I think the problem lies in that it's told (sometimes subtly, sometimes not), not from any character's POV but from the author's. And boy, did he have a message to get across.

Now, I'm not saying his message isn't important, but why not do what Mary Wollstonecraft did in her novel: A Vindication of the Rights of Woman. She had a message but it was clear in the novel that it's purpose was to use the story as a case in point. I knew that up front when I started the book. (BTW, it's a good book. Also, it's short.)


I have to be fair... there were bits in the book I liked:
Margaret could not bear being bored. She grew inattentive, played with the photograph frame, dropped it, smashed Dolly's glass, apologized, was pardoned, cut her finger thereon, was pitied, and finally said she must be going -
I believe we shall come to care about people less and less, Helen. The more people one knows, the easier it becomes to replace them. It's one of the curses of London. I quite expect to end my life caring most for a place.
Now that is my honest take from this book. Perhaps you pick up this classic and grow to love it. Perhaps before I die, I may read it again with more knowledge. Perhaps I may someday write my own commentary novel. All I know is... I need another cup of coffee.

So what do I give this book?

Five out of five!? Why? Well, because it's a classic and I think everyone should try out the classics. Even if they're a hard read.  100 years from now, I may even pick up Twilight. It'll be classic literature then.

Thursday, 4 February 2010

Writing: Distinctive Characters

I think nothing s more frustrating than creating fiction that your readers can find glaring errors with.

Where writers create problems for themselves is when they try to invent distinctive characters.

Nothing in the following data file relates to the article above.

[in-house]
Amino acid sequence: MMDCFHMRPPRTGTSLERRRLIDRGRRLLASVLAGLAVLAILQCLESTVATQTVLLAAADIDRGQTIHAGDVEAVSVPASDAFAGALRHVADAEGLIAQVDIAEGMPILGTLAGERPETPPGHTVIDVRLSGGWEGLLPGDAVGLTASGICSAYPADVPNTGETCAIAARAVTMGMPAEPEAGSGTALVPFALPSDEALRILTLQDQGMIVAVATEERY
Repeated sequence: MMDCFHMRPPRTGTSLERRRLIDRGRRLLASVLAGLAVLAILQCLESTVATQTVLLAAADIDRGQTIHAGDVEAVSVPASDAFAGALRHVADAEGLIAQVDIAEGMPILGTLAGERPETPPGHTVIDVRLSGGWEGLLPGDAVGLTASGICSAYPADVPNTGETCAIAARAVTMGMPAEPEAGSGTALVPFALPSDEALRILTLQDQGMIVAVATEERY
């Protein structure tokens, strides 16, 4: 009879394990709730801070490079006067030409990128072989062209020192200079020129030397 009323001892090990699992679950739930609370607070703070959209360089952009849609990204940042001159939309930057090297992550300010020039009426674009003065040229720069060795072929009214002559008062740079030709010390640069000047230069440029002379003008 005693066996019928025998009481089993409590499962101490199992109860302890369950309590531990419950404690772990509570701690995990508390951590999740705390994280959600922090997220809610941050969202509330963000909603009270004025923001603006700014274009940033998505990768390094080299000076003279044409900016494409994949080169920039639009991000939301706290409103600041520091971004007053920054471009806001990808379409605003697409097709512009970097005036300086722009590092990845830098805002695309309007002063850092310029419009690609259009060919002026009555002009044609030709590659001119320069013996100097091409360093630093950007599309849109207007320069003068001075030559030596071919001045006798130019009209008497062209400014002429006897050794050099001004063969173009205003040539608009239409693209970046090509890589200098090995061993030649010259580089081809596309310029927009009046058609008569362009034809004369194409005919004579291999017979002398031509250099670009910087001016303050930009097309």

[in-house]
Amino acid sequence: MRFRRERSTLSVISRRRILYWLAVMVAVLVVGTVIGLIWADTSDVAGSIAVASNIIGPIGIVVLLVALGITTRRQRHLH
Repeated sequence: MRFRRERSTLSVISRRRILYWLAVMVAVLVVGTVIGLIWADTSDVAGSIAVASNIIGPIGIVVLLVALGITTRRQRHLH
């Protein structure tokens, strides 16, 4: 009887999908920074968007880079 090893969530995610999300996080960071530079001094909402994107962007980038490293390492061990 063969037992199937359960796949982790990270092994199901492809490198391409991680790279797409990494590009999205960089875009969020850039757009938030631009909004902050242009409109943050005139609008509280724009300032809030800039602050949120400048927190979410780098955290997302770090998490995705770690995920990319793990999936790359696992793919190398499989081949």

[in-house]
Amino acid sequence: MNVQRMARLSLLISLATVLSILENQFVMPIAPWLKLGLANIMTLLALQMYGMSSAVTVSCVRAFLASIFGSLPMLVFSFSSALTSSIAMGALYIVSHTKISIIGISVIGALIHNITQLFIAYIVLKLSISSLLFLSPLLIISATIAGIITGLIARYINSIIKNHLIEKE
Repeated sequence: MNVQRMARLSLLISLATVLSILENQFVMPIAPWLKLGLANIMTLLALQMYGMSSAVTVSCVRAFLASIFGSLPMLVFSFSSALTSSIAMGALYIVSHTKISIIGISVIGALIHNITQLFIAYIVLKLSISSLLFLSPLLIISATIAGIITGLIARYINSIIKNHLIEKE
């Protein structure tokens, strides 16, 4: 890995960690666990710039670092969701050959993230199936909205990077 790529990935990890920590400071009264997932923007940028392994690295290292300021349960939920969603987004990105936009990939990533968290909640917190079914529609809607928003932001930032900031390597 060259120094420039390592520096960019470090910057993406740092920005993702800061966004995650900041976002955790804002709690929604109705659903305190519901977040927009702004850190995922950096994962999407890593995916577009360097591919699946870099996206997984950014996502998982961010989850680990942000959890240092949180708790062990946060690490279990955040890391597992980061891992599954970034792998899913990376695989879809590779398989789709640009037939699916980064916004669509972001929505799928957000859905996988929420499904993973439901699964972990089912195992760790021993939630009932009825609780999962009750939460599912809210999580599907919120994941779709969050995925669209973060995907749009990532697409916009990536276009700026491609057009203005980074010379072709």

Although I don't agree that a writer should only write what they know, if you're going to create a character that's a geek, you, the writer, should at least know what HTML stands for or be willing to Google it. (If you do not know what 'Google' is, don't go down the geek path. In fact, the word 'geek' is probably going over your head right now...)

Why? Because you know there's a geek out there reading your book and saying, 'you can't do that.' Or what kind of coding is this?

What if you're really an experienced writer, what if you've never been out of the state or province you were born in? What if you want one of your characters to speak Punjabi? Does that mean you're stuck?

Yup.

Nah, just joking.

But, you need to be willing to research. And, if you truly know little about a certain subject, don't throw in details that you can't backup.

In my latest book, my detectives go to a house and meet a man who draws Anime. I don't know why I chose that hobby but I don't know much about it. What did I do? I went to the library and I search on Google and learned as much as I could about the subject. And then, I hardly mentioned it at all in the book other than he painted anime floor to ceiling in his living room and that the girl drawn had large eyes in proportion to her head.

Why do I go through all the effort?
1) I want an accurate book.
2) I am a lot smarter now than a fifth grader. Well, almost.

The point: If you don't know and don't research - don't write!

Oh, and please, if you haven't done so already, submit something funny to the contest. I would love to award someone $50 worth of books for their trouble.

Here's a joke my son told me... (this is an example of what I'm looking for)

Question: What's brown and sticky?
Answer: A stick.

That wasn't so hard.

Wednesday, 3 February 2010